AS TRUCKS WHIZ BY, Lt. Matt Crow, commander of the Findlay post of the State Highway Patrol, speaks during a news conference held Friday in the Interstate 75 construction zone in Findlay. Motorists driving through the construction zone are going too fast and are distracted by cellphones, state officials said. (Photo by Kevin Bean / The Courier)

By LOU WILIN
STAFF WRITER

Motorists driving through the Interstate 75 construction zone in Findlay are going too fast and are distracted by cellphones, state officials said Friday.

They urged motorists to pay attention to the road and slow down to save lives of construction workers, other motorists and themselves.

The situation is so serious, state Transportation Department Director Jack Marchbanks came to Findlay to issue a warning.

“Just for a second, your taking your eyes off the road may injure or kill a fellow human being,” he said.

A 48-hour survey earlier this week found over 85 percent of the 281,000 southbound vehicles that passed through the construction zone were exceeding the posted speed limit, said Lt. Matt Crow, commander of the Findlay post of the State Highway Patrol.

One motorist exceeded 100 mph, he said.

The survey is over. Motorists should not be surprised if they get a citation for exceeding the construction zone speed limits.

“We’re taking strict enforcement,” Crow said.

There are approximately 15 electronic speed signs through the construction zone, and the speed limits posted on them have meanings, officials said.

A 60 mph limit means no construction workers are nearby; 55 mph means workers nearby are behind a concrete barrier; 50 mph means workers are nearby and unprotected by a barrier.

Looking at a cellphone text message can distract a motorist for four seconds. By then, at 55 mph, he would have traveled the length of a football field, said Randy Martin, safety director for Beaver Excavating of Canton, the contractor for the I-75 widening and upgrade.

“We need you to put down your phones, quit texting, drop your speed, and pay attention as you’re driving through zones,” Martin said.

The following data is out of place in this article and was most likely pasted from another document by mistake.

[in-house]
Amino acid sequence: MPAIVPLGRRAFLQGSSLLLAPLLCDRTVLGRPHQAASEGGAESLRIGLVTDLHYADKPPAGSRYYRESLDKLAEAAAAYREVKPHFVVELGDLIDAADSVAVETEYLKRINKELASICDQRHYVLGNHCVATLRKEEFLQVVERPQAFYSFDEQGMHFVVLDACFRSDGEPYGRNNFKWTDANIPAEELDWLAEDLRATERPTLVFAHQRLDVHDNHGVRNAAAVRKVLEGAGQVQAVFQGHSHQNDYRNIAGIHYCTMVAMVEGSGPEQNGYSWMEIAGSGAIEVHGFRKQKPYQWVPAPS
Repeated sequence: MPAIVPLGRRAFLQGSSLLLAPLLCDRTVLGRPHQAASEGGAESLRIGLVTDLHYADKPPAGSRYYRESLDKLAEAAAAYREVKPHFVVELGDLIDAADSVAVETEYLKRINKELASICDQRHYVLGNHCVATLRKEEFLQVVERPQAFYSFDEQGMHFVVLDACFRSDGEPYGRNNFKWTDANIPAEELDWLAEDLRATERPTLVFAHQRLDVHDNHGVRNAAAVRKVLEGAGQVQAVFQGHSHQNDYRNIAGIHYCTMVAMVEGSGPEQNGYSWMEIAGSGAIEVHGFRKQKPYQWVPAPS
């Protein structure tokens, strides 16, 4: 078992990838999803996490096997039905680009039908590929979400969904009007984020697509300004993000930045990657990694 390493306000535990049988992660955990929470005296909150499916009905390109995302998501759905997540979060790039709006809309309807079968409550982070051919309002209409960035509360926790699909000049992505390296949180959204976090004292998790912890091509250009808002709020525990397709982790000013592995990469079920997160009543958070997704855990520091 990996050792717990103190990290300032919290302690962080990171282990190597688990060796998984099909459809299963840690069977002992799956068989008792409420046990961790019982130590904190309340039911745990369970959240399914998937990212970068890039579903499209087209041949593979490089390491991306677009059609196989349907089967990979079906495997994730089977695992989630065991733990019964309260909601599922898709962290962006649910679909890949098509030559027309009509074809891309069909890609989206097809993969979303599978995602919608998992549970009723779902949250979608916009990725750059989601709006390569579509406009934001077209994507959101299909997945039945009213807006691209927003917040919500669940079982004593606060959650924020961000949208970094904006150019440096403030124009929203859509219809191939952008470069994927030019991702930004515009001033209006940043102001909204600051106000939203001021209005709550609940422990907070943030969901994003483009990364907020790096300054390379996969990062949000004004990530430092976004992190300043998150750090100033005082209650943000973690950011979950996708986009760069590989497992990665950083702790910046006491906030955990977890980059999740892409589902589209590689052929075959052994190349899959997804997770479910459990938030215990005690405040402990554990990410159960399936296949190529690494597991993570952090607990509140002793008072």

Cellphones are not the only cause of distracted driving, Crow said. Sometimes drivers get preoccupied with their own thoughts.

“A lot of the distracted driving crashes that we’re seeing, and violations that we’re seeing, are cognitive distractions. So for instance, it’s the weekend and it’s Friday. ‘What am I going to be doing this weekend? The kids have a soccer game.’ They’re thinking about all the things that they have going on in their life,'” Crow said. “They’re not focused on the actual task of driving.”

It’s an easy trap for experienced drivers to fall into, he said.

Crow also urged motorists to move to the left lane when they see a construction vehicle, tow truck or other vehicle with flashing lights pulled off the right side of the road. Otherwise, a motorist can become distracted by what’s off the right side of the road, “and before you know it, you’re drifting over there,” he said.

“We have many construction workers that are either killed or injured, private citizens that are injured because people fail to move over,” he said. “We really encourage individuals to move over to the left and to stay safe and to give those workers the room that they need to make improvements to the roadways.”

The reconstruction and widening of Interstate 75 through Findlay is in its third year. The $114 million project is expected to be completed in late 2020.

State officials said since the project began in 2017, 257 crashes in the construction zone have resulted in property damage, and 62 crashes have resulted in injuries.

Wilin: 419-427-8413
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